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Handling a Large Clinic Load While Still Providing Adequate Care

Posted on in Healthcare License Defense IDFPR

Illinois medical license defense attorneysHow many patients can healthcare providers treat while maintaining adequate care? Some patients would be surprised to learn that their physician might see up to 2,500 patients a year—visits during which the physician has to deliver all recommended preventive, chronic, and acute care services required. Nurse staffing has faced this problem as well, with short-staffing at hospitals leading to rising nurse-to-patient ratios. How can these healthcare providers sufficiently handle such clinic loads while providing adequate care?

For physicians, the answer heavily relies on effective delegation of workload. In a 2012 study by the University of California at San Francisco’s Center for Excellence in Primary Care, if a primary care physician does everything on their own, from screening, counseling, immunization, drug prescription, chronic care, and treatment of acute conditions, the physician could only accommodate a maximum panel of 983 patients.

Of these tasks, the time physicians spend on preventative services could be delegated to non-clinician care-team members. Those hours spent managing common chronic conditions could be delegated to other hospital personnel, such as nurses and medical assistants. In appropriately delegating these tasks, it allows a doctor more time to appropriately treat the greatest number of patients while ensuring proper care and treatment.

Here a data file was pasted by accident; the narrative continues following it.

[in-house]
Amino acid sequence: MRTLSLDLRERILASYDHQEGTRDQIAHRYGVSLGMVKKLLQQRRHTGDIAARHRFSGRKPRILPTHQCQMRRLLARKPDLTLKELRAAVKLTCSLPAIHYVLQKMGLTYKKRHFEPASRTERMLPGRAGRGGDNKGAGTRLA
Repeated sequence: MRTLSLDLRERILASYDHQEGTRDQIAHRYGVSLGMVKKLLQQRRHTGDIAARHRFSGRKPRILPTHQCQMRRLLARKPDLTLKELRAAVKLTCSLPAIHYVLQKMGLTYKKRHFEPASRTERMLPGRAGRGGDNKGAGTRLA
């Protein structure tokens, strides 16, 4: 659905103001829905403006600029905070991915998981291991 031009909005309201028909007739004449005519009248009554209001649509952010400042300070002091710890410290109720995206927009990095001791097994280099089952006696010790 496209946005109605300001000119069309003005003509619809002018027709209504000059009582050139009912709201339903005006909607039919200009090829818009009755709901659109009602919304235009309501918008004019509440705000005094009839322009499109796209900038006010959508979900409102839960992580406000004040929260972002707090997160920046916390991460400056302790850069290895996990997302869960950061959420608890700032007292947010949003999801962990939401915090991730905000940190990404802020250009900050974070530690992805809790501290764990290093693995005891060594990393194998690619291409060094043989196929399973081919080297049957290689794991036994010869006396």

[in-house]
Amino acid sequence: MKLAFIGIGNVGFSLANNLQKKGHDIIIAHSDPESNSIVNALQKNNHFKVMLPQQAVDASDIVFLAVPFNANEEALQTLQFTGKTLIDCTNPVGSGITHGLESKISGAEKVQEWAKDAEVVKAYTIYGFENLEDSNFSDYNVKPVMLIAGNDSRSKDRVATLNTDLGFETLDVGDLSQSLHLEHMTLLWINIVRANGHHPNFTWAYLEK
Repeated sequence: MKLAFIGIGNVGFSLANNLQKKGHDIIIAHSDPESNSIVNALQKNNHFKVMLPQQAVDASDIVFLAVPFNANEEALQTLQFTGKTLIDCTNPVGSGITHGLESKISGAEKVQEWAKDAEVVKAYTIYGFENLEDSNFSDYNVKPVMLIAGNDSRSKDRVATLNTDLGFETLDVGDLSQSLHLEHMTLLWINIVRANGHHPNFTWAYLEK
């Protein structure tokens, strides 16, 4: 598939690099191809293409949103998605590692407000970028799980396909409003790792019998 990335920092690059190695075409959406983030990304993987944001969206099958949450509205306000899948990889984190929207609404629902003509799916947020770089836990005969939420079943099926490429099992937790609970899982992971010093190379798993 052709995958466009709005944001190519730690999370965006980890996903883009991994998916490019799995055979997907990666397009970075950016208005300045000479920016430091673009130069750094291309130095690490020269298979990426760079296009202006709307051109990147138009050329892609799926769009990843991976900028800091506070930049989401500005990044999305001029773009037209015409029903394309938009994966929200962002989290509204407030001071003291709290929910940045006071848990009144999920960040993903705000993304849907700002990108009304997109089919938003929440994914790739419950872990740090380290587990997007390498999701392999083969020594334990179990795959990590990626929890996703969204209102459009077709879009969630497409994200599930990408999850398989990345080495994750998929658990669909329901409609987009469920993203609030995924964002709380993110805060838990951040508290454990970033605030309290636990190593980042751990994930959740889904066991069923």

As for nurses, the answer becomes a bit more complicated, as issues related to large clinic load typically result from staffing shortages. The most important question any nurse facing a larger patient load must ask is: which patient requires attention first? Moreover, creating a team atmosphere amongst nursing staff is key to ensuring that, if someone is particularly struggling on any given day, a nurse who may be experiencing a lighter clinic load is available to help.

While there are ways to alleviate the burden of a large clinic load, there will inevitably be times where the most a physician or nurse can do is grit their teeth and bear it. In such moments, there is a risk that your actions may result in a patient complaint to the medical board, resulting in possible fines, reputation damage, or jeopardizing your license. Williams & Nickl has extensive experience assisting medical professionals facing such complaints to defend their physician licenses and nursing licenses. If any problems occur, Williams & Nickl will work to help you through the process.

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